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Oregon Advances Bill to Raise Penalties For Some Drug Offenses

Lawmakers hoping to alleviate Oregon’s drug crises are closer than ever to repealing a state ballot measure that decriminalized small quantities of hard drugs under an Oregon legislative committee vote Tuesday. The bill came through Oregon’s Democratic-led Joint Committee on Addiction and Community Safety Response as a push back on 2020's Measure 110, which reduced penalties for small drug quantities from a felony or misdemeanor to a citation with a maximum $100 fine, Courthouse News reports. The measure also allowed ticketed individuals to avoid charges if they attended a treatment screening within 45 days of their citation without punishment for skipping court or treatment screenings, which most people did. The bill that passed through the committee Tuesday night reflects a bipartisan compromise that would make small drug possession an unclassified misdemeanor with a jail sentence up to six months.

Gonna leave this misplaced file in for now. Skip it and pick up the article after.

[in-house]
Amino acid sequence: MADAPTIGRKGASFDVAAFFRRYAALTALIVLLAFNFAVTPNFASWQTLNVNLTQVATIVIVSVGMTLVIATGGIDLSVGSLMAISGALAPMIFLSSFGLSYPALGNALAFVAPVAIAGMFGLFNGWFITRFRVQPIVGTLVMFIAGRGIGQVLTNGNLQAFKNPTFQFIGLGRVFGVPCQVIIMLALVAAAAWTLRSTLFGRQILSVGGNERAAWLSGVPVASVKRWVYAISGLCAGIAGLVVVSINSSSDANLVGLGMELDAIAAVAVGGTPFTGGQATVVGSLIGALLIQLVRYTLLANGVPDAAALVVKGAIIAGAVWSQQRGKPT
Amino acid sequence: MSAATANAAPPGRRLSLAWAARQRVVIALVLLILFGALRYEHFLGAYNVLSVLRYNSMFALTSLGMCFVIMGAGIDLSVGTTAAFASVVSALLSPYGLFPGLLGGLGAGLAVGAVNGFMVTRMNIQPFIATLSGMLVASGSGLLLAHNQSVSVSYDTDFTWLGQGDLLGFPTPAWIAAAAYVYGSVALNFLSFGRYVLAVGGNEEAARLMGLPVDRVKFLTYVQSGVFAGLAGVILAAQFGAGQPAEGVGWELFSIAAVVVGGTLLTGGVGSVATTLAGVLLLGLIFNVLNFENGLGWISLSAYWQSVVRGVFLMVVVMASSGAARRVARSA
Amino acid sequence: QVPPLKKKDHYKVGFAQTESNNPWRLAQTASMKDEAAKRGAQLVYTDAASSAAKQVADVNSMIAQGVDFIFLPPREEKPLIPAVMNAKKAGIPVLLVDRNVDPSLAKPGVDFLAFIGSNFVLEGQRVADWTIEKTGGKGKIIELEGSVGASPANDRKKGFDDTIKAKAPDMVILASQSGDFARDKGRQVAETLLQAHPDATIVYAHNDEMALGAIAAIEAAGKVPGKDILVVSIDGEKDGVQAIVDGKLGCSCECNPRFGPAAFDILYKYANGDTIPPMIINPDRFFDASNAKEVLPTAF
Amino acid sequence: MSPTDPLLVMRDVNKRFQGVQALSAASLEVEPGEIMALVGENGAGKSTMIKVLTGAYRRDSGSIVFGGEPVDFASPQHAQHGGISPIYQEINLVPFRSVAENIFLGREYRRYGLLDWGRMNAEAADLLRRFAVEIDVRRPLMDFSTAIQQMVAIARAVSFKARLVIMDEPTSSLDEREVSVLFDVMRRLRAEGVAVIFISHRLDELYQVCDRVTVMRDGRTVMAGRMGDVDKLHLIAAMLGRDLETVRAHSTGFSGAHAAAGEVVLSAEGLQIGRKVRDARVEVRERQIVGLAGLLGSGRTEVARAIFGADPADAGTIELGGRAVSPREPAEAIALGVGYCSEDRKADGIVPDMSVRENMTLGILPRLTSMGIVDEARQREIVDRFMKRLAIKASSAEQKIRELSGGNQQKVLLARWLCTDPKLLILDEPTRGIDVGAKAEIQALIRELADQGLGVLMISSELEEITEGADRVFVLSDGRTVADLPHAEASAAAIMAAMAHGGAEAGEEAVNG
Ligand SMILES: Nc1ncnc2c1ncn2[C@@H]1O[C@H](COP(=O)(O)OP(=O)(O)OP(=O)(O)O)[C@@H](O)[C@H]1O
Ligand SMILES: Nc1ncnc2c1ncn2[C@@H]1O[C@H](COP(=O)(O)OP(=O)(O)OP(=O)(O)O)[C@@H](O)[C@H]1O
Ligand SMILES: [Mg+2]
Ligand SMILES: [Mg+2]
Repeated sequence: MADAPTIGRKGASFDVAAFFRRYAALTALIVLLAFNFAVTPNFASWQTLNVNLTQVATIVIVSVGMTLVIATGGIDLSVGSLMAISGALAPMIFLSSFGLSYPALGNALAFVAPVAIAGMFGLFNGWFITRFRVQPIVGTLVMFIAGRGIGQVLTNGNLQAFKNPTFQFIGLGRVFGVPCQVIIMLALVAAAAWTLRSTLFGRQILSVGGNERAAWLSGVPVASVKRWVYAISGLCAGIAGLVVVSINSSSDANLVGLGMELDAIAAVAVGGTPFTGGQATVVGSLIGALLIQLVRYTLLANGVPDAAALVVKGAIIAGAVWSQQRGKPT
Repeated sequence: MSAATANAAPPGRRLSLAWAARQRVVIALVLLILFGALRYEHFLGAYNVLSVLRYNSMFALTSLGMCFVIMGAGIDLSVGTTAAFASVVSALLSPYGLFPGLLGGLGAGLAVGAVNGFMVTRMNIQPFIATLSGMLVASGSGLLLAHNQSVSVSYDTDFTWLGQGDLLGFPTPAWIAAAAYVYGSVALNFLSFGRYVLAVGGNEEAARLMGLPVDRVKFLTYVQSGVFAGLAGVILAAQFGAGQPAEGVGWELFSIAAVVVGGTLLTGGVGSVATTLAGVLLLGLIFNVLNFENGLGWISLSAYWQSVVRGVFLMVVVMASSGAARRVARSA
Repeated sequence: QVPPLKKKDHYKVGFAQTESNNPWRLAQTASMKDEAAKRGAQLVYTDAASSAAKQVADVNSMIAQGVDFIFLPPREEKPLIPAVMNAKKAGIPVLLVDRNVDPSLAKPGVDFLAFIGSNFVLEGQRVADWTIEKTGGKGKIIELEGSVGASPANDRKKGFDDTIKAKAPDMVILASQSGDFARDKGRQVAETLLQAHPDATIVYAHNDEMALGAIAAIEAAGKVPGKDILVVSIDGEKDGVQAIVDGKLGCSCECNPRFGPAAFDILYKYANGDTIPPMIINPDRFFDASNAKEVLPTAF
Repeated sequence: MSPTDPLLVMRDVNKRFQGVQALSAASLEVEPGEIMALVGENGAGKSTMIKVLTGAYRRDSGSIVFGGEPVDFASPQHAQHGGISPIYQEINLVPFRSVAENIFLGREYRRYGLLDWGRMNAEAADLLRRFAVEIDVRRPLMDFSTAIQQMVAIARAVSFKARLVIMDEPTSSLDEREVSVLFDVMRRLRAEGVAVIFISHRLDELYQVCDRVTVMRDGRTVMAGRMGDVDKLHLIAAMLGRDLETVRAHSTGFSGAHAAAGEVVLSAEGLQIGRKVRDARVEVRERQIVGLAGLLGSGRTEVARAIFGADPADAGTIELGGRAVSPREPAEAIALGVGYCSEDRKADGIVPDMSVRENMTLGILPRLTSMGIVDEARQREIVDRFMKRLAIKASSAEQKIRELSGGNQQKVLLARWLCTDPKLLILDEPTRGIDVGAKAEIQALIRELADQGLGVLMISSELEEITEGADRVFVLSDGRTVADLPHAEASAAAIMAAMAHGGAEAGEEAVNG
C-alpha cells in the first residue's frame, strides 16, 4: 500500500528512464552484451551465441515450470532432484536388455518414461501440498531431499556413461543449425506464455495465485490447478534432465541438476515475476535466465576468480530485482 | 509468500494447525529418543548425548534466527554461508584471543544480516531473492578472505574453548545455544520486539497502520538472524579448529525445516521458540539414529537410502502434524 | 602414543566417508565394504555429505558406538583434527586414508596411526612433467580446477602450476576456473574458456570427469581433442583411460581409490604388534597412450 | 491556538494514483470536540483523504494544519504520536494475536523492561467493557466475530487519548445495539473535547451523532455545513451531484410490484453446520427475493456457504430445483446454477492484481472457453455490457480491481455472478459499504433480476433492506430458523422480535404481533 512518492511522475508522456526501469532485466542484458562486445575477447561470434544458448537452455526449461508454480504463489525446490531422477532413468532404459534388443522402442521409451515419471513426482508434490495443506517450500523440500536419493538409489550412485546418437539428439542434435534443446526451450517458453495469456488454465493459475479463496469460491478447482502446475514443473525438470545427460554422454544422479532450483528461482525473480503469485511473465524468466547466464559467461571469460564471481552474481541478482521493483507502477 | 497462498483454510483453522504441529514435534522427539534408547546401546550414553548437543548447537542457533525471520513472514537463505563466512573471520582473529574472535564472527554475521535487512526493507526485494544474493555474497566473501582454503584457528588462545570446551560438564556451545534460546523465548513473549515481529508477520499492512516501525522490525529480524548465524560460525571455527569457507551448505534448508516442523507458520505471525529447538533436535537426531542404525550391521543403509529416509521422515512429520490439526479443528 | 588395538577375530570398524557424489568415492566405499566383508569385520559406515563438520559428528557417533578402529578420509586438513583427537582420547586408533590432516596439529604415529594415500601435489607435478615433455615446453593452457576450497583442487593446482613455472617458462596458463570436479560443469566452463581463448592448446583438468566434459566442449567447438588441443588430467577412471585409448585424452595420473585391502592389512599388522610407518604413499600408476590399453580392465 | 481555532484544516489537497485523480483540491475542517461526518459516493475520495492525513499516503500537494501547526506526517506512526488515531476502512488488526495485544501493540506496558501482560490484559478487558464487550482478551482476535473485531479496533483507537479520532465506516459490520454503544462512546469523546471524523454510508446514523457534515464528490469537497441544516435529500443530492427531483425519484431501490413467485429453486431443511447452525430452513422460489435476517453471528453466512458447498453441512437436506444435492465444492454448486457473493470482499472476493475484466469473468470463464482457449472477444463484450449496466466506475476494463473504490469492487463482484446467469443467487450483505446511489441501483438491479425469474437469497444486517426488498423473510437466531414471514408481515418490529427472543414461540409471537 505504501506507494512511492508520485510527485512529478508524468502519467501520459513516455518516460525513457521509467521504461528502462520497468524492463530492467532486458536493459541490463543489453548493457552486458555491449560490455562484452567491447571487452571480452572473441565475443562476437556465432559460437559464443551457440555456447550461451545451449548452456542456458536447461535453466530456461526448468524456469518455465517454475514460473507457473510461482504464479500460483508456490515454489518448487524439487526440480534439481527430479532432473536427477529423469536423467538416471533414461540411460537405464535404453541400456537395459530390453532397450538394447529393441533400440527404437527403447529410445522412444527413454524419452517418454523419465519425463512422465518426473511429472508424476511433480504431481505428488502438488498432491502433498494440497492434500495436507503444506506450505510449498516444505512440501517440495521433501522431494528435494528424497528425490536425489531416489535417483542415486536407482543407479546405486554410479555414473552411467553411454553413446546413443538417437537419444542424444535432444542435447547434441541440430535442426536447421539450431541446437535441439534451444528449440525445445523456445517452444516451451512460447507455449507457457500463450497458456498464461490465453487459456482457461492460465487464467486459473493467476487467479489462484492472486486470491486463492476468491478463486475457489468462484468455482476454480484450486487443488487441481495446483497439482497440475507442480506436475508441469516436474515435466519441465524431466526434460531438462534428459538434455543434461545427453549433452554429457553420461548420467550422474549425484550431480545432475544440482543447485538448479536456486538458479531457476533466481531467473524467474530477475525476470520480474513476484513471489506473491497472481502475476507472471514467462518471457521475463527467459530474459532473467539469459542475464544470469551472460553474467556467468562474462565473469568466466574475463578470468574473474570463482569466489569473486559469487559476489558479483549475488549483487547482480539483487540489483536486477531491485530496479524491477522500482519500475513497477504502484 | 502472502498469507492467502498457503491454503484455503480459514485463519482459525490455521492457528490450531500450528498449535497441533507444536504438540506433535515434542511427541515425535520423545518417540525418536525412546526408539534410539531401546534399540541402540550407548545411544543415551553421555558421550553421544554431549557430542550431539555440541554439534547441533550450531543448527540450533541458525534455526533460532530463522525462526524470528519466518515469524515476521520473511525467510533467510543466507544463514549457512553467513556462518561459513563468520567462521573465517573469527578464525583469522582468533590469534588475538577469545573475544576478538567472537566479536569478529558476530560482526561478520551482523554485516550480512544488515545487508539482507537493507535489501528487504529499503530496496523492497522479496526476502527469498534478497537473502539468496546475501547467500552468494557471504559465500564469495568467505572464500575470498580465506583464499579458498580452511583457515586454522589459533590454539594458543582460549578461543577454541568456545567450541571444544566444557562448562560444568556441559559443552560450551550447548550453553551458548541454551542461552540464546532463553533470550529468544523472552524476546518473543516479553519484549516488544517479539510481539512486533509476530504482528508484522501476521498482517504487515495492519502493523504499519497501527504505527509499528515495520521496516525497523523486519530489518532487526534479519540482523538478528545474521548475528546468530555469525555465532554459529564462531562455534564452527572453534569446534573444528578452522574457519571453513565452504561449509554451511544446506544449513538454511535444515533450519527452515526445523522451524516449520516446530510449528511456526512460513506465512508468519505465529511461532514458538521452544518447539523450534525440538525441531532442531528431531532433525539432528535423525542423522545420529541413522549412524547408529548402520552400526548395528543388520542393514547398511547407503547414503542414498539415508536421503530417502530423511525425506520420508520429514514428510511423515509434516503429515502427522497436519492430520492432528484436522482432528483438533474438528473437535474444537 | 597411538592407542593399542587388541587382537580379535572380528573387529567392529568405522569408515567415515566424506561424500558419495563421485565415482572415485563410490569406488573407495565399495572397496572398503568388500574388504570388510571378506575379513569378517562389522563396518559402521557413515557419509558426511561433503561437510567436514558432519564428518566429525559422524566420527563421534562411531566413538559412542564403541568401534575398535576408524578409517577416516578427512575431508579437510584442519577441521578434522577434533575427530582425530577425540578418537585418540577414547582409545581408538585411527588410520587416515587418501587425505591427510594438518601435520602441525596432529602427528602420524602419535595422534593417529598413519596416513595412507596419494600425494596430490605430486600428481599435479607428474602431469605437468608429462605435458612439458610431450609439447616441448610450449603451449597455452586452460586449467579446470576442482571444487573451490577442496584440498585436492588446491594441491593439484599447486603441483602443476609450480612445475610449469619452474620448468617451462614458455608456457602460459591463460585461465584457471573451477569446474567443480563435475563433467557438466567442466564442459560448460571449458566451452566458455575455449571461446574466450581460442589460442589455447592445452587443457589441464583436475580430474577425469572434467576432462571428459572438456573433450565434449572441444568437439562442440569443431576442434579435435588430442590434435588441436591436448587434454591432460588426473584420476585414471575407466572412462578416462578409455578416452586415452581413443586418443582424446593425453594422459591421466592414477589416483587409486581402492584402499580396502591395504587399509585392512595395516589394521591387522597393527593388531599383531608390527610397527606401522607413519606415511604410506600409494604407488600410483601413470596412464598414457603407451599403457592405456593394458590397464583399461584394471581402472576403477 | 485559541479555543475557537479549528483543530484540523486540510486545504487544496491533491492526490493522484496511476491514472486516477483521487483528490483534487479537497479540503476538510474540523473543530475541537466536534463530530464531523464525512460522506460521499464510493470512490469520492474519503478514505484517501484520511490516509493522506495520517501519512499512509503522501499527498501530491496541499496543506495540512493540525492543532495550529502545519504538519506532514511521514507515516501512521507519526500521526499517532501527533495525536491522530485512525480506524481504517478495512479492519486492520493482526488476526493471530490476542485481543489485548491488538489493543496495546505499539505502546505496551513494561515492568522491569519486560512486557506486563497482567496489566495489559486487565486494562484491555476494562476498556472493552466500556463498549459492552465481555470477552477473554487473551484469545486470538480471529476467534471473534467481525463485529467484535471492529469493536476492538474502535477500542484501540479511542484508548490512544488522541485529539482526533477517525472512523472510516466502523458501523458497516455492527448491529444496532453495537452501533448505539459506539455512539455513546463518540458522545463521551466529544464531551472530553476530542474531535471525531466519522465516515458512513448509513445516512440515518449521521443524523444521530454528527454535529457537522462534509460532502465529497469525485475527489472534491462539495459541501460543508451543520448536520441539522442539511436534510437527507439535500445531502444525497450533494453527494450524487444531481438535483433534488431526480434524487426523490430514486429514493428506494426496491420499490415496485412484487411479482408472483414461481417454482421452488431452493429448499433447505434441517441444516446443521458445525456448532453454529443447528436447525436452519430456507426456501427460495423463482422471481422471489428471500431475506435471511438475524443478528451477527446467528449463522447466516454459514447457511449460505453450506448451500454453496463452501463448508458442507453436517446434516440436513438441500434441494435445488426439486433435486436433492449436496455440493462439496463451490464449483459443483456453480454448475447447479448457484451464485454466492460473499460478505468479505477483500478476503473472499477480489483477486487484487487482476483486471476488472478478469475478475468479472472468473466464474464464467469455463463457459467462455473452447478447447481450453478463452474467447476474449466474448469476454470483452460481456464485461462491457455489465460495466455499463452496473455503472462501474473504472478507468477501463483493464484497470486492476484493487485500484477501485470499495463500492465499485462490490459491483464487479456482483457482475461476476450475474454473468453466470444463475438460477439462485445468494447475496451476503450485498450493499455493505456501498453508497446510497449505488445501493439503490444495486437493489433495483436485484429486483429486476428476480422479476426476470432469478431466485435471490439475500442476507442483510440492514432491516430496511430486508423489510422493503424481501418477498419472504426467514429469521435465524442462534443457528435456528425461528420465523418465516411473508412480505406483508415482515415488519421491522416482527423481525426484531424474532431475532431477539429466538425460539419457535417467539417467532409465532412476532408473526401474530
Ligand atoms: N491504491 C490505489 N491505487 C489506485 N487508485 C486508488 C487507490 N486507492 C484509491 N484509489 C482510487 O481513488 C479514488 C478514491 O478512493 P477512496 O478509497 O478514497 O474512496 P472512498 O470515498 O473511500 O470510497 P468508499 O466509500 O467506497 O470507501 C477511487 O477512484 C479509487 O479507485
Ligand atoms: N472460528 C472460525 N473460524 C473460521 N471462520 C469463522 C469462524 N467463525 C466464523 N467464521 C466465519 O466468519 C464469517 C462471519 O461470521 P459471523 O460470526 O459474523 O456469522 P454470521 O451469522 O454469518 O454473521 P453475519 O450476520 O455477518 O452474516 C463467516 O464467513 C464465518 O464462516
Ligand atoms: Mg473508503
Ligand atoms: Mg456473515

It also requires the conviction of anyone who sells a controlled substance near a public park, temporary residence shelter or treatment center while encouraging counties to establish a drug treatment deferment program instead of jailing people. “We heard from law enforcement repeatedly that they wanted the tools to be able to intervene and confiscate drugs in our community, but they did not want to take people to jail,” said state Rep. Jason Kropf. “We heard that uniformly from law enforcement. We are providing a framework to make that a reality.” Opponents of the bill say its amendments are bound to harm Oregonians facing drug addiction, particularly since the optional deferment programs it relies on are not mandatory or readily available. Provisional data from the Centers for Disease Control and Prevention indicates that Oregon’s predicted drug overdose death counts rose 42% between September 2022 and September 2023. An Oregon Health Authority-commissioned draft report highlighted how Oregon’s current residential bed capacity for treating substance use disorder topped at 1,606 and that it plans to add only 44 more beds by 2025.


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